AUDIE CORNISH, HOST:
President Trump wants America to use more coal - especially clean coal, he says. There is, in fact, a way to capture one of coal's worst pollutants, carbon dioxide, before it enters the atmosphere and warms it up. What's called carbon capture has been slow to catch on for coal plants, but engineers are adapting the technology for coal's biggest competitor, natural gas. NPR's Christopher Joyce reports on a first-of-its-kind experiment in Houston, Texas.
CHRISTOPHER JOYCE, BYLINE: Bill Brown is a big guy in steel-toed boots and a hardhat with a big idea.
BILL BROWN: We're doing something that no one else has ever thought of before.
JOYCE: It's a new kind of power, he says, that burns fossil fuels without dumping any carbon dioxide into the air. Brown had a hard time convincing people to give his company, 8 Rivers, money to build it.
BROWN: They thought we were nuts. I mean, it's funny. The look that comes across their face at that moment is like - this guy is deluded.
JOYCE: It didn't help that this guy is a lawyer and former investment banker, not an engineer - nor, he says, was the fact that no one has ever built such a thing.
BROWN: Let's face it. We'll be the first technology that takes fossil fuels and cleans up the carbon at no extra cost.
JOYCE: People have promised that kind of thing for decades, but failed to deliver.
BROWN: That's the way the world has been for a long, long time.
JOYCE: But the project called NET Power did get $140 million to build this demonstration plant to try to prove it can be done.
(SOUNDBITE OF HORN)
JOYCE: Right now, it's a giant LEGO set of girders and storage tanks and pipes rising up from the red Texas dirt. The power company Exelon is a partner. So is Toshiba. Toshiba's contribution is the turbine. Most turbines make electricity when you force steam through them, but this turbine doesn't use steam. The plant burns natural gas to make high-pressure carbon dioxide and uses that CO2 to drive the turbine. The turbine sits atop a three-story scaffolding like the topper on a wedding cake. NET Power's Walker Dimmig leads me up to see it.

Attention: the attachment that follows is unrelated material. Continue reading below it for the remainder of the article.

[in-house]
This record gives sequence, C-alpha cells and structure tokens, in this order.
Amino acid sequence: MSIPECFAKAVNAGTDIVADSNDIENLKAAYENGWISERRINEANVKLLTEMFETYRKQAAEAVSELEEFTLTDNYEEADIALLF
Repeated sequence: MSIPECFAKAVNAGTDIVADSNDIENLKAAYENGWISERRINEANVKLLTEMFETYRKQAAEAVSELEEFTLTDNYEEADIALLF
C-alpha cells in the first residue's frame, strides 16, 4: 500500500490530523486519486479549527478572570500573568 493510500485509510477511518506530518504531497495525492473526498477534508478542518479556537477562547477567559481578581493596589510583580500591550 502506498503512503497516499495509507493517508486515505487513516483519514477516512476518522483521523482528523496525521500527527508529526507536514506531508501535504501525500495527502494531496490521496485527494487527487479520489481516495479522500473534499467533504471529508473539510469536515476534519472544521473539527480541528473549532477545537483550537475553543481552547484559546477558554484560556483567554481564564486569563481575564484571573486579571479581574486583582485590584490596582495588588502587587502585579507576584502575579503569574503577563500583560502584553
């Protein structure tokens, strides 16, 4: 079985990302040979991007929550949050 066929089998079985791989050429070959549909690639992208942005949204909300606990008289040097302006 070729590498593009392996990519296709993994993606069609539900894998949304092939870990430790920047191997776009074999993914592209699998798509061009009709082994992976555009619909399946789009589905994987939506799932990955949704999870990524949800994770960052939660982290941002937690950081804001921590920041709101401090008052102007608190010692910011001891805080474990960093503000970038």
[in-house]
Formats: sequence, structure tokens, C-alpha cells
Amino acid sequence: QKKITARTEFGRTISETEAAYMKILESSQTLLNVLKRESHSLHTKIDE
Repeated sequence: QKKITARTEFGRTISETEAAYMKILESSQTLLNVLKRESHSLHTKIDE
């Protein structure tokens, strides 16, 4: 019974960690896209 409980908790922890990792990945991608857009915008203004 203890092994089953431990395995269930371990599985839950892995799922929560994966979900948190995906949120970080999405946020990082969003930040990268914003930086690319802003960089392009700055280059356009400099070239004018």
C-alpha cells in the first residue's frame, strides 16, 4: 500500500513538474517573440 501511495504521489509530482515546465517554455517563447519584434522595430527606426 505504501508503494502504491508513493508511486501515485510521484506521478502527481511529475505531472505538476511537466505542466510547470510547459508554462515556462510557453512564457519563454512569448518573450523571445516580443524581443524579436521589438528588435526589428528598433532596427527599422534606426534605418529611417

WALKER DIMMIG: See it?
JOYCE: That's the size of a car.
DIMMIG: It's like a - it's like a Suburban - hundred megawatts out of a Suburban.
JOYCE: That's enough to power tens of thousands of homes. The big deal here is that almost all of the CO2 in the plant gets routed back to the turbine and re-used. It doesn't go up into the atmosphere. Brown says a lot of environmentalists want fossil fuels to disappear. He argues his project shows they can be climate-friendly.
BROWN: Anybody who says keep it in the ground is asking the wrong question. The question is - are we putting CO2 into the atmosphere? And if the answer is no, then that should be sufficient.
JOYCE: The federal government has spent billions of dollars on research to make carbon capture work with coal to keep the coal industry alive. The irony here is that Brown has chosen to run his plant by burning natural gas, not coal. Brown says it's cheaper and cleaner, and there's lots of it. Some environmentalists are getting excited by this technology. They say it makes sense because fossil fuels aren't going to disappear soon. George Peridas is an engineer at the Natural Resources Defense Council.
GEORGE PERIDAS: From our point of view, we're talking about climate protection from the standpoint of the fossil fuel producers. I think they are looking at the bottom line. They're looking at survival. They're looking at creating new jobs.
JOYCE: But to make carbon capture work, investors have to believe in it. Jonathan Levy is an energy investment analyst at Vision Ridge Partners. He says right now renewable energy is growing faster than any other source.
JONATHAN LEVY: With the cost of wind and solar where they are and continuing to decline, it's hard to see why you would go all-in on a big fossil project that is more expensive than the other technologies.
JOYCE: Bill Brown at NET Power says he thinks his technology using natural gas can compete with renewables or anyone else. He acknowledges that many in the carbon capture business have promised that and failed. He says he should have his answer once NET Power starts up later this year. Christopher Joyce, NPR News.
(SOUNDBITE OF VALERIE JUNE SONG, "WORKIN' WOMAN BLUES")
NPR transcripts are created on a rush deadline by Verb8tm, Inc., an NPR contractor, and produced using a proprietary transcription process developed with NPR. This text may not be in its final form and may be updated or revised in the future. Accuracy and availability may vary. The authoritative record of NPR’s programming is the audio record.